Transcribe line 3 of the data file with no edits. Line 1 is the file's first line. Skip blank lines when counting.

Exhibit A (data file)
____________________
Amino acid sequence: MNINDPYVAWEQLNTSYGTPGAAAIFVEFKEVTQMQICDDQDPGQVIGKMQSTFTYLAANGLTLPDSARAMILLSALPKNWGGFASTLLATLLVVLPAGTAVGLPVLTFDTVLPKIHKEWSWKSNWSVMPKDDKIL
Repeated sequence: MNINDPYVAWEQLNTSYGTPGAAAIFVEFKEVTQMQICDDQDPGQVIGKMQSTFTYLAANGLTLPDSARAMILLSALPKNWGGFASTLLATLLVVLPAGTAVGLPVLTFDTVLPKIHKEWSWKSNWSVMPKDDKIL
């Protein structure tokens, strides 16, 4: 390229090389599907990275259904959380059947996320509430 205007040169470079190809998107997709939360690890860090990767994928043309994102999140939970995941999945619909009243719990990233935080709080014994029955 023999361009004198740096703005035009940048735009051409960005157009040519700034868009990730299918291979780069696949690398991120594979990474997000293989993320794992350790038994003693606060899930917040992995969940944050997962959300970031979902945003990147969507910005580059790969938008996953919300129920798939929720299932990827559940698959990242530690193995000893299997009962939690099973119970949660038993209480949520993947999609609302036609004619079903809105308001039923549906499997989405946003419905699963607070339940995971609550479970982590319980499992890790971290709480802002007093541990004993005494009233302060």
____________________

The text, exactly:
């Protein structure tokens, strides 16, 4: 390229090389599907990275259904959380059947996320509430 205007040169470079190809998107997709939360690890860090990767994928043309994102999140939970995941999945619909009243719990990233935080709080014994029955 023999361009004198740096703005035009940048735009051409960005157009040519700034868009990730299918291979780069696949690398991120594979990474997000293989993320794992350790038994003693606060899930917040992995969940944050997962959300970031979902945003990147969507910005580059790969938008996953919300129920798939929720299932990827559940698959990242530690193995000893299997009962939690099973119970949660038993209480949520993947999609609302036609004619079903809105308001039923549906499997989405946003419905699963607070339940995971609550479970982590319980499992890790971290709480802002007093541990004993005494009233302060």